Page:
"Google's ever-tightening grip on internet traffic, its unbridled use of online content, and its dominance in online advertising poses a very real threat to the continued viability of the independent content generation industry," the group writes.
The international organization, representing around 18,000 newspapers, argues that any decline in the competitive search landscape could potentially hurt its members, which depend on search engines for visitors. "To date, competition between both these two search companies has provided a necessary check to any potential market abuses," the organization writes.
For now, the current deal between Yahoo and Google would involve Google powering a small percentage of Yahoo's paid search ads. That arrangement in itself wouldn't significantly change the marketplace, but groups like the World Association of Newspapers clearly fear that the deal is just the prelude to a larger, more comprehensive partnership.
And the prospect of Google growing yet more powerful is bringing out long-simmering resentments against the company.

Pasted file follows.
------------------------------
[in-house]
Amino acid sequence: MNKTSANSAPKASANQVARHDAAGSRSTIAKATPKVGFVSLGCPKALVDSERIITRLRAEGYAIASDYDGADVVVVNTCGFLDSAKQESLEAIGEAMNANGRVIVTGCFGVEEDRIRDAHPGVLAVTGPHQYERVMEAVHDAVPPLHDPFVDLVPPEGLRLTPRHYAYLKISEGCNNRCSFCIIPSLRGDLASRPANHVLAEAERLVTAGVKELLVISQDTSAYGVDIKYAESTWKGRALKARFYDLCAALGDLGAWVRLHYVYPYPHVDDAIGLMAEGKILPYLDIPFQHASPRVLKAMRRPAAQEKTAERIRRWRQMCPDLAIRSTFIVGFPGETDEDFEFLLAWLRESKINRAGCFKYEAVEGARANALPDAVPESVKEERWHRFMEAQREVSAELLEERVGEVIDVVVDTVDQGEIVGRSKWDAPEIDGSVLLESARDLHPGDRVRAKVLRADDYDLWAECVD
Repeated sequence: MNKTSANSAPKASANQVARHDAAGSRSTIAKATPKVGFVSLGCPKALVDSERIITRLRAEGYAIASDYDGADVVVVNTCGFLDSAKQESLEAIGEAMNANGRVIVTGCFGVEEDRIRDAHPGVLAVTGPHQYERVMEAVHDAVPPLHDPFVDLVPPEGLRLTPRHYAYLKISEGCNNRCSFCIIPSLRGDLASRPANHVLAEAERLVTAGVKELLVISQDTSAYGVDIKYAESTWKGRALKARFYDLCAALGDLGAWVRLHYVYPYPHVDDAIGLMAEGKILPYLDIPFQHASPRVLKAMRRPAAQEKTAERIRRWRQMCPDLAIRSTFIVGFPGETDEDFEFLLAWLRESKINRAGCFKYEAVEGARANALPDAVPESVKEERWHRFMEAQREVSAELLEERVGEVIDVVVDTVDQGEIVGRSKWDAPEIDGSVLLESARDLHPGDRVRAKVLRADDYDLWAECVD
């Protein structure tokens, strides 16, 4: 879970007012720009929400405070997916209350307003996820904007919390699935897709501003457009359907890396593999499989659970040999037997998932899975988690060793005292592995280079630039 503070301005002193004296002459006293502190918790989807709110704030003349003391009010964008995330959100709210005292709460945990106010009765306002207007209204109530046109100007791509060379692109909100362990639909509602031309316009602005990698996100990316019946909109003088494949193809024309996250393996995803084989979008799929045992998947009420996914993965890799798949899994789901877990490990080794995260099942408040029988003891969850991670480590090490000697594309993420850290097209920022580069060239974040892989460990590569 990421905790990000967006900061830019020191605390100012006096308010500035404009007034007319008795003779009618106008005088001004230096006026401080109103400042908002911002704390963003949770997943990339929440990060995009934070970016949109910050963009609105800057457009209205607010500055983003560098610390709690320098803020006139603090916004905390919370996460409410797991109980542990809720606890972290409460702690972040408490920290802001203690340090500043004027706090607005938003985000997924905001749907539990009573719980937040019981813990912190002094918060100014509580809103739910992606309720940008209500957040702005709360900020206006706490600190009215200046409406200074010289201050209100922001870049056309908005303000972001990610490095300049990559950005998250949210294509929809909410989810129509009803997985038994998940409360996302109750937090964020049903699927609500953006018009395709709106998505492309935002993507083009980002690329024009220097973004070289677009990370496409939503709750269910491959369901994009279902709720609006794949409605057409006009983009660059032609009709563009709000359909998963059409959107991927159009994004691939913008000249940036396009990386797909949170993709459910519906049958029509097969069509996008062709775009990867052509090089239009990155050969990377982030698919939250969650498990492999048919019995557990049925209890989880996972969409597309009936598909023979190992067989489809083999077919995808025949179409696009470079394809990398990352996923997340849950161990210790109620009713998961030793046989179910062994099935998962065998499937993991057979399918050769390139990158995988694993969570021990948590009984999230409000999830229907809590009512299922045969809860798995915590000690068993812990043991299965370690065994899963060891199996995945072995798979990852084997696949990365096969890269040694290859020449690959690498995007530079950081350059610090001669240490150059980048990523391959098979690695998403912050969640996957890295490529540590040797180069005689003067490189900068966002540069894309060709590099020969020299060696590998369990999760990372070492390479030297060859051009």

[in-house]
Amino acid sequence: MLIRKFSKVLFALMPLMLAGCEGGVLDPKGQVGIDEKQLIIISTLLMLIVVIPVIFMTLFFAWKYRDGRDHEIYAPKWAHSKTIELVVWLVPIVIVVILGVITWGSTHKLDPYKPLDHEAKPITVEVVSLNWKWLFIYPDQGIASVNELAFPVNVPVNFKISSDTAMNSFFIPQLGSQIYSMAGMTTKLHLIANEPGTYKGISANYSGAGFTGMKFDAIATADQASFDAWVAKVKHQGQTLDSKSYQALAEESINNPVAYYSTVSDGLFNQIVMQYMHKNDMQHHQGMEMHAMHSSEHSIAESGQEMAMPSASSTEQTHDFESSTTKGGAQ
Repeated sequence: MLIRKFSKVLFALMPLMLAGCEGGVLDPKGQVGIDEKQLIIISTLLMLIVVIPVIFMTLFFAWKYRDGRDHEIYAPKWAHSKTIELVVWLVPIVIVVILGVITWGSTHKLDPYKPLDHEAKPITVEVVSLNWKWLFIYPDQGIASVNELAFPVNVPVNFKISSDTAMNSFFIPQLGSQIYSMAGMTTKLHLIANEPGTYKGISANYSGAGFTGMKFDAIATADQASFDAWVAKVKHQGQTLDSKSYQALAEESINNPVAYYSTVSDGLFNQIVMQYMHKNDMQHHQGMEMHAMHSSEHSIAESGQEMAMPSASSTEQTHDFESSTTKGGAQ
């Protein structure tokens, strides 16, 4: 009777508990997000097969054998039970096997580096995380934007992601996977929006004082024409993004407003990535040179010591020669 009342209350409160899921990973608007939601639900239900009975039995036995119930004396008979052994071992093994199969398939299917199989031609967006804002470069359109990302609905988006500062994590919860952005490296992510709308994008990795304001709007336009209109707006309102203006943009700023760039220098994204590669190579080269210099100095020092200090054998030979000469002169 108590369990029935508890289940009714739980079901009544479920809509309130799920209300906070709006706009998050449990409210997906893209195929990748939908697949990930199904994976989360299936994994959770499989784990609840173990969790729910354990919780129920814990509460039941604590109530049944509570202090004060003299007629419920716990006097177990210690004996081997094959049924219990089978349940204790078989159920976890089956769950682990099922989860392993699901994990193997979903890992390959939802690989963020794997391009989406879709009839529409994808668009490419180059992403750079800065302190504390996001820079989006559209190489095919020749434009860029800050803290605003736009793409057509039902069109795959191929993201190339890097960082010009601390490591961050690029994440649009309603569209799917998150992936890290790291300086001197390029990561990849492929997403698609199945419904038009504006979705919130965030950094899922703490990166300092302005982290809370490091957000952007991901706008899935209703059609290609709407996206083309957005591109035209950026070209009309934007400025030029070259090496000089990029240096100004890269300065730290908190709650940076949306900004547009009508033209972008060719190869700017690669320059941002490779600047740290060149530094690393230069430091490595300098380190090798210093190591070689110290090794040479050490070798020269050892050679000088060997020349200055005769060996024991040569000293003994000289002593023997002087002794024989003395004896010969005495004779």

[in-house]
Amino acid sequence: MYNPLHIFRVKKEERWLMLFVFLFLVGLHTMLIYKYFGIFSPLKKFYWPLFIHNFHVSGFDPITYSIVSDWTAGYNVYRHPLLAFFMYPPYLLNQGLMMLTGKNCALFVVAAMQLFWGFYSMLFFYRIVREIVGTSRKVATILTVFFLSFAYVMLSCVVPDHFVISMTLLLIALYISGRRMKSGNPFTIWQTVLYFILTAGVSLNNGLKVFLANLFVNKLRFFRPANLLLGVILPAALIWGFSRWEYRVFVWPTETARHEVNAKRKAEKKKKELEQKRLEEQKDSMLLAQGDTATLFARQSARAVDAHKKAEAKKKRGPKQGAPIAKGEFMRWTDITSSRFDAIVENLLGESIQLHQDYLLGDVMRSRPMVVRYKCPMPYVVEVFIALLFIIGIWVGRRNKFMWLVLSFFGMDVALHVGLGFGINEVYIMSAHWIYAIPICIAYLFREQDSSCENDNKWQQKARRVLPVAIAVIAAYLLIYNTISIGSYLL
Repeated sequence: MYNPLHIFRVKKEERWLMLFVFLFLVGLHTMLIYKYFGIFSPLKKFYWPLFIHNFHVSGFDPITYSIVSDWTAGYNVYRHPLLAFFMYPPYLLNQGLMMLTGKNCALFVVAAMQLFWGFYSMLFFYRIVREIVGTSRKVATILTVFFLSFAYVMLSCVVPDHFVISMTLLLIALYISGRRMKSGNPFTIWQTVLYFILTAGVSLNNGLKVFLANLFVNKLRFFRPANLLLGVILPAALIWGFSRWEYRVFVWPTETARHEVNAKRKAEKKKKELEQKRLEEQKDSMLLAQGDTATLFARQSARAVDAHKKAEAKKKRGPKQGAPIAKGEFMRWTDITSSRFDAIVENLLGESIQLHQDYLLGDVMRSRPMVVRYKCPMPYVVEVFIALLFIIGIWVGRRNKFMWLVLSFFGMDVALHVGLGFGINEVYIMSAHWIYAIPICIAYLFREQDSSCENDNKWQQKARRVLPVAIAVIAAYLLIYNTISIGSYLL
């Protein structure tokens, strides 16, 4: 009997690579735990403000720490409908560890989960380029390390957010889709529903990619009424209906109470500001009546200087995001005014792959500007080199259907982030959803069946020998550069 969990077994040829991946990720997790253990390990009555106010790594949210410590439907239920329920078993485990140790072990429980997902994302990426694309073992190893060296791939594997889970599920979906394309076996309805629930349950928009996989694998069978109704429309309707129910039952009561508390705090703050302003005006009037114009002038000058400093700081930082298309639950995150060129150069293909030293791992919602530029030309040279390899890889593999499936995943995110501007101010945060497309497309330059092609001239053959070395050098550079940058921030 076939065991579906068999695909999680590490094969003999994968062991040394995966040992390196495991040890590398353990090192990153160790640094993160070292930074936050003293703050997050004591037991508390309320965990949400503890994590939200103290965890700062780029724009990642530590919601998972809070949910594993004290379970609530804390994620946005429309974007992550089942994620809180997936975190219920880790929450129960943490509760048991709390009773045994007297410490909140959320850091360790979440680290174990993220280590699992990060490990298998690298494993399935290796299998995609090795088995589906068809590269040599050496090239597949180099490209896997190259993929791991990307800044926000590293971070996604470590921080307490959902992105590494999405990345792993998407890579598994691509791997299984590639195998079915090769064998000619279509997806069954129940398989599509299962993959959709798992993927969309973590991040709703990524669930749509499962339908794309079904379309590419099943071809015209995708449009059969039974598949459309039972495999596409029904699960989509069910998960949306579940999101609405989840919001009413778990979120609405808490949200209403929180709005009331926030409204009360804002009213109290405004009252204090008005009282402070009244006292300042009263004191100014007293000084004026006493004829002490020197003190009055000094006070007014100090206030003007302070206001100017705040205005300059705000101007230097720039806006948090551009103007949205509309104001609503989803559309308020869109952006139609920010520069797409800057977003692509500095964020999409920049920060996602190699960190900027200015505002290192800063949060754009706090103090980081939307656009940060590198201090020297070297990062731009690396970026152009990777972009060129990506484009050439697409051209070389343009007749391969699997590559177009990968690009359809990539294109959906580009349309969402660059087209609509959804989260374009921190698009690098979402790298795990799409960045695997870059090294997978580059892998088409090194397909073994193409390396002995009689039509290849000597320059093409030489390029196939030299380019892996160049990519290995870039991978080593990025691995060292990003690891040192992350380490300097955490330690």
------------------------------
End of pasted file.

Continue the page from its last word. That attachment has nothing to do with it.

Some content owners have long complained that Google's attempts to make all information searchable is fundamentally at odds with their right to control the material they've created. Other companies -- like Viacom, which is still suing YouTube for copyright infringement -- complain that Google is too cavalier about protecting their intellectual property.
Additionally, some Web site operators fear that Google can use its dominance in search to prevent visitors from reaching their site. That fear isn't entirely unjustified. Several years ago, KinderStart, an online directory geared towards parents, saw its traffic plummet after Google dropped its PageRank to zero, which effectively prevented it from appearing in the organic results.
KinderStart sued Google and lost -- but in some ways that puts Google in an even more difficult position now. The fact that the judge in Kinderstart endorsed Google's position seems to have stoked other Web publishers' wariness of the company.
Still, the Google-Yahoo deal still needs to be examined on its own terms. And it's hard to see how Yahoo's outsourcing of a small percentage of paid search ads would significantly change anyone's market position.